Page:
Firstly, it is a perfectly respectable stance to vote for Syriza as the lesser neoliberal evil. Voting by definition involves complex calculations, political blackmail and a host of ethical dilemmas that the Greeks have faced three times in less than eight months. Those who abstain for political reasons cannot have a claim on moral superiority in this fluid and complex political situation. But let's not assume either that all the people who cast an instrumental vote for Syriza are going to stand by with their arms crossed when the government begins its raid against people and nature in the next few months.

Secondly, and most importantly, while the political system is designed to maintain appearances and guarantee the continuity of power, no one can deny that the most important aspect of Sunday's elections was the abstention skyrocketing to 45% from 36% in January and from 29% in 2009. It is easy to calculate that in a country of 10 million registered voters, this translates to over 4 million people who do not vote, or about 1 and a half million people who have lost their faith in the political system since the start of the crisis. This last figure represents about as many people as those who vote for either of the two major political parties.

We shouldn’t hasten to claim all these people for the forces of social emancipation and self-determination, as some anarchists would have it. A wide range of motives and circumstances have led to this disenchantment, which could include depression, apathy, individualism and resignation. Nevertheless, a critical mass of people doesn’t vote because it has a conception of politics as an embodied collective process, not as a ritual stuffing of the ballot box.

While the political system could not care less about this huge mass of disenchanted citizens – as long as they stay at home and they do not vote for protest parties that could cause disruption, it is all the same to them - the ones that should be really concerned about them should be the social movements, as well as the ideological currents that feel closer to the grassroots, namely the libertarian movement and the extra-parliamentary left.  

How can we break through the wall of apathy and resignation, connect with the desires and aspirations of the disenchanted population, cultivate collective spirit, social organization and creativity, desire for change and emancipation? After all, that was SYRIZA’s appeal – that it broke free from the leftist ‘niche’ and directly addressed society. What can we learn from the ordeal of both SYRIZA and the social movements about our practices, communication strategies and means of action with respect to social change?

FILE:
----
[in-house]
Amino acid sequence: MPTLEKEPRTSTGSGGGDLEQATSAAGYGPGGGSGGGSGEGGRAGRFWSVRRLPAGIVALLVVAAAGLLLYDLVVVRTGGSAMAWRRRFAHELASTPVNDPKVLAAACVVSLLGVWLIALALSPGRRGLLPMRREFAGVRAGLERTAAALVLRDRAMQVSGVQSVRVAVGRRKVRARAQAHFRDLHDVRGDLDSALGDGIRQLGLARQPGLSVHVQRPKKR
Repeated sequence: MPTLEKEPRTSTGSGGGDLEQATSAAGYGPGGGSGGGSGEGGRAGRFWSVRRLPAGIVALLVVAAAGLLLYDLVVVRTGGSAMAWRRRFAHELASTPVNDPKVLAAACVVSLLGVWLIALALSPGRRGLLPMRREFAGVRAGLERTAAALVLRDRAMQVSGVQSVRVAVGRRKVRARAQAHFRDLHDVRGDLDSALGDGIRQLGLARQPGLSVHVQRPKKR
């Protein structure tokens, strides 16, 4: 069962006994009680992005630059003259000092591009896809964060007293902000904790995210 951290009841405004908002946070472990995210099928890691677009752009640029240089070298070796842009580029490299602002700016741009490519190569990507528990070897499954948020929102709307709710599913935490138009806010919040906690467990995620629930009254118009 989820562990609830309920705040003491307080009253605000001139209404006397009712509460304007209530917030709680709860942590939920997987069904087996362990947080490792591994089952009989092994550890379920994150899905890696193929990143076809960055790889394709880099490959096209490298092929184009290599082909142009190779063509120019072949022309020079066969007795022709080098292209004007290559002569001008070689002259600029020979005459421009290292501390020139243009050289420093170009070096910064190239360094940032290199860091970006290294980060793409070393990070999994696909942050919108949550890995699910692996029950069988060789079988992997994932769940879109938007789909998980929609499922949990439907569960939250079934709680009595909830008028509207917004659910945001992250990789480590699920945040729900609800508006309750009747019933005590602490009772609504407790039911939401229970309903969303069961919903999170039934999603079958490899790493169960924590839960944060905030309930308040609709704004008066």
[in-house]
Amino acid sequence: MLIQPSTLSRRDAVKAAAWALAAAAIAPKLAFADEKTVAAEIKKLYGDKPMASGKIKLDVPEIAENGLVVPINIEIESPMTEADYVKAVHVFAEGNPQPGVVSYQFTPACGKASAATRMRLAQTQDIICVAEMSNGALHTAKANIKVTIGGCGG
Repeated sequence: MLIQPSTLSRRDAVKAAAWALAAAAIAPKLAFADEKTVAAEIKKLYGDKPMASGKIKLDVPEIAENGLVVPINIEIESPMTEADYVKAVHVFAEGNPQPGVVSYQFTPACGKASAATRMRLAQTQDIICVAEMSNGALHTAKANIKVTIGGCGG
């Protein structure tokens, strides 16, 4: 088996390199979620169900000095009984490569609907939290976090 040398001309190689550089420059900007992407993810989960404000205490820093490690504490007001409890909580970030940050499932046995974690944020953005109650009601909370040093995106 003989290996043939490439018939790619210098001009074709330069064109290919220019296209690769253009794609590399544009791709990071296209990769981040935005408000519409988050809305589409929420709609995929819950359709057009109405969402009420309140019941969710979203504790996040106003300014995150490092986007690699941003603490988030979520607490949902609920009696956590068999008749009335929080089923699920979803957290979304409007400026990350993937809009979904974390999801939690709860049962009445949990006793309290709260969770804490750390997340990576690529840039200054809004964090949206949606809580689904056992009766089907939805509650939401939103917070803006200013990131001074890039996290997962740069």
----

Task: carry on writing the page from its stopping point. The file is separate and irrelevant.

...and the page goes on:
Unfortunately large chunks of the libertarian and leftist movements are more concerned about preserving their own identity than connecting with the disenchanted classes. We circulate our indecipherable manifests, largely for internal consumption; we cling to our ideological purity and our maximalist rhetoric; we shout out our angry slogans and cradle our flags; we boast when we have a handful of protesters more in our marches or when our parties get a few thousand votes more in the elections.

All the while, millions of people out there are hungry for social change, but are probably resigned to an individualistic existence, and we have no means of getting through to them.

While many would interpret 45% abstention as a healthy rejection of the pointless simulacrum of representative democracy, it can as well be interpreted as a failure, or rather as a chain of failures: the failure of a social order to incorporate large chunks of the population in the mainstream of social life; the failure of a political system to offer credible avenues of changing said social order; the failure of the social movements and the left to create a new imaginary of transformation of this political system.

The politics of “there is no alternative” promoted by our left-wing government are sure to heighten resignation and apathy. Nevertheless, a society under extreme pressure for so many years is definitely bound to explode sooner or later. The social movements in Greece have produced admirable responses towards self-emancipation in the last few years, but they have failed to articulate these responses into a coherent voice, a proposal for overcoming the present political and economic order. They have idealised partiality and fragmentation, they have not addressed the issue of political organization, and have thus been absorbed or marginalised by the hegemonic project of SYRIZA.

The pyrrhic victory of the left in last Sunday’s elections should initiate a process of critical self-reflection, both in Greece and throughout Europe. We have ahead of us difficult moments of dispossession and resistance, and the social movements, however small and insignificant, constitute at present the only remaining antagonistic force against capitalist barbarity.

About the author

Theodoros Karyotis is a sociologist, translator and activist participating in social movements that promote self-management, solidarity economy and defense of the commons in Greece. He writes on autonomias.net and tweets at @TebeoTeo.